Disclosure: I have no positions in any stocks mentioned, and no plans to initiate any positions within the next 72 hours.

    Tags: AAPL, TWTR
    Dec 26 1:09 PM | Link | Comment!
  • BlackBerry Lacks Focus

    At the end of today's BlackBerry (NASDAQ:BBRY) All General Meeting for shareholders the question was asked what is BlackBerry doing about the important Indian market. Much to my chagrin Heins fell back on being a end-to-end solution provider. This to me shows a lack of focus.

    This is causing me to reconsider my position on BlackBerry. Heins response gives the impression BlackBerry wants to be what they were not what they can be. A price sensitive market like India won't pay off big for BlackBerry simply by releasing the Q5. There are solid devices delivering great experiences that are far cheaper without any loss in quality relative to the Q5.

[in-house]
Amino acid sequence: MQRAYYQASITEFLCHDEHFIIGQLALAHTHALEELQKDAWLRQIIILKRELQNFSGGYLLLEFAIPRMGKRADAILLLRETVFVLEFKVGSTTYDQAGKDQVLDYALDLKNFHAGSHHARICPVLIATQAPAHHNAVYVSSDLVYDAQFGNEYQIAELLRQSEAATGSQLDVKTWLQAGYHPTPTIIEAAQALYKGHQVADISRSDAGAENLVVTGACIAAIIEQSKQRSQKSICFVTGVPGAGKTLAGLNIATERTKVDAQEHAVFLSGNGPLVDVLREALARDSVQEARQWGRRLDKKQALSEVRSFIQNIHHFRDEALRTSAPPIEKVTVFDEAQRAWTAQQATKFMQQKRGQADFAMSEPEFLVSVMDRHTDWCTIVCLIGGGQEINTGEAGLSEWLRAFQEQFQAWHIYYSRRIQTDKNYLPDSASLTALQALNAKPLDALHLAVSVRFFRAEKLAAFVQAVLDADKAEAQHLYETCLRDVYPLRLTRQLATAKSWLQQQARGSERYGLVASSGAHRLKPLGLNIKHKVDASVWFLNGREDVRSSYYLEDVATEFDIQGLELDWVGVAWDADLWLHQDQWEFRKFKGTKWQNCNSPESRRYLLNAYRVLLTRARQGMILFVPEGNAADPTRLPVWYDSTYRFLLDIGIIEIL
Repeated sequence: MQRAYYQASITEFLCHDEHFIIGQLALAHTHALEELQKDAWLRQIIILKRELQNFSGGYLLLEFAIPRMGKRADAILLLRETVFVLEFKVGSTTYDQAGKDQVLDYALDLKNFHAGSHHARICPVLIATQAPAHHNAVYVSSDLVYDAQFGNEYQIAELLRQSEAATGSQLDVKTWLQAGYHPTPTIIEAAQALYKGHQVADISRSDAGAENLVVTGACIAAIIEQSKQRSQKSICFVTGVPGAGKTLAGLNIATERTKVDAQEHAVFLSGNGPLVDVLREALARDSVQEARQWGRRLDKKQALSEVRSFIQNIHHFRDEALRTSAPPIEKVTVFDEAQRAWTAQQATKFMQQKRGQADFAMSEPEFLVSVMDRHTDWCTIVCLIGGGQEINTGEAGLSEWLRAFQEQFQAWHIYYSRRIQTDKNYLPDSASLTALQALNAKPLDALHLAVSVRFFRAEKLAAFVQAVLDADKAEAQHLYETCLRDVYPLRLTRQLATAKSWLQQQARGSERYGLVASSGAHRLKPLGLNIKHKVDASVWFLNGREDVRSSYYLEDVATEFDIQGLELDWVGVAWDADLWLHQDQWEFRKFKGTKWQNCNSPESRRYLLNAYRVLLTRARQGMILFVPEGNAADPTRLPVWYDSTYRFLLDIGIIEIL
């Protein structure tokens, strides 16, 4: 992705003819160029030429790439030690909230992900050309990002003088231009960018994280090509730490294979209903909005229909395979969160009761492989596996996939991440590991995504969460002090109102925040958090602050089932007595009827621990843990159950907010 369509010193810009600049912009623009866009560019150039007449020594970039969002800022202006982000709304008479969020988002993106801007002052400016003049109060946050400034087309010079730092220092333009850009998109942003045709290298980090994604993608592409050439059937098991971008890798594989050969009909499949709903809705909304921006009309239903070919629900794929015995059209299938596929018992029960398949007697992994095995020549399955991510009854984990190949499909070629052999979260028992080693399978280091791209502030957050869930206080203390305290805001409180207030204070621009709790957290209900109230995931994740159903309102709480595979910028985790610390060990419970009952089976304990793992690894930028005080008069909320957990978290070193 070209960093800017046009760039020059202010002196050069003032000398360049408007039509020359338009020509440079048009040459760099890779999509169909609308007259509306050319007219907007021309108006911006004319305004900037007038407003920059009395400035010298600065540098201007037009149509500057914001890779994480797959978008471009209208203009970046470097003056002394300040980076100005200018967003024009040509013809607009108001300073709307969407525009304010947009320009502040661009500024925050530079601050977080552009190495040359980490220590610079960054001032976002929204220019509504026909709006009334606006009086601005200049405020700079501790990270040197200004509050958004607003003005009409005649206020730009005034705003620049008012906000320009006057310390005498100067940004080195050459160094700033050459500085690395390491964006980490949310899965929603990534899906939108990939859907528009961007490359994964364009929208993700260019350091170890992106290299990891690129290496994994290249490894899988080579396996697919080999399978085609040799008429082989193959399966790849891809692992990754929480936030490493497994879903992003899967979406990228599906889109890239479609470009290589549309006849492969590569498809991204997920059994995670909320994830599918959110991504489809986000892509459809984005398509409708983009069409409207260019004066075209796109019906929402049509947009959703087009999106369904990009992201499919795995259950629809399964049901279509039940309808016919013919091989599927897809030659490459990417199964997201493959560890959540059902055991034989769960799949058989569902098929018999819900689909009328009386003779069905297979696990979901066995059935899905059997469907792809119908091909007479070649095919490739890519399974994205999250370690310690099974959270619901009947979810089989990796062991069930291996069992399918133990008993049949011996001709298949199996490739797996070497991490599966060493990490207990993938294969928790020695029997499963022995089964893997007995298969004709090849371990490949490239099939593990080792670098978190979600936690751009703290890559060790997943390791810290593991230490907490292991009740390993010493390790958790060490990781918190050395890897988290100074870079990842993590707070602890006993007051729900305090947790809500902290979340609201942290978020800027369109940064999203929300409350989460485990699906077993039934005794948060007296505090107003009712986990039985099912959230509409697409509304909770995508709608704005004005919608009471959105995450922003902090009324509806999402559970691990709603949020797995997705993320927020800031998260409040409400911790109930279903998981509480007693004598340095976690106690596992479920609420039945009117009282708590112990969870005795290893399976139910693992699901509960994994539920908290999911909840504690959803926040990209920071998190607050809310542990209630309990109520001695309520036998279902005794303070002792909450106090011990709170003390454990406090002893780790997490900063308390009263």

What BlackBerry needs is a clear strategy on which end of the market they want to excel. If the goal is truly on creating long term value for shareholders the better long term play is in services. It is easier to fend off competitors when you are entrenched into a company's infrastructure than it is to fend off a smartphone competitor. The competition has a significant ecosystem advantage that BlackBerry will not overcome anytime soon.

    Heins now obvious strategy of avoiding answering actual questions is disconcerting.

    Tags: BBRY
    Jul 09 12:06 PM | Link | Comment!
  • The New Apple Has Lost Its Shine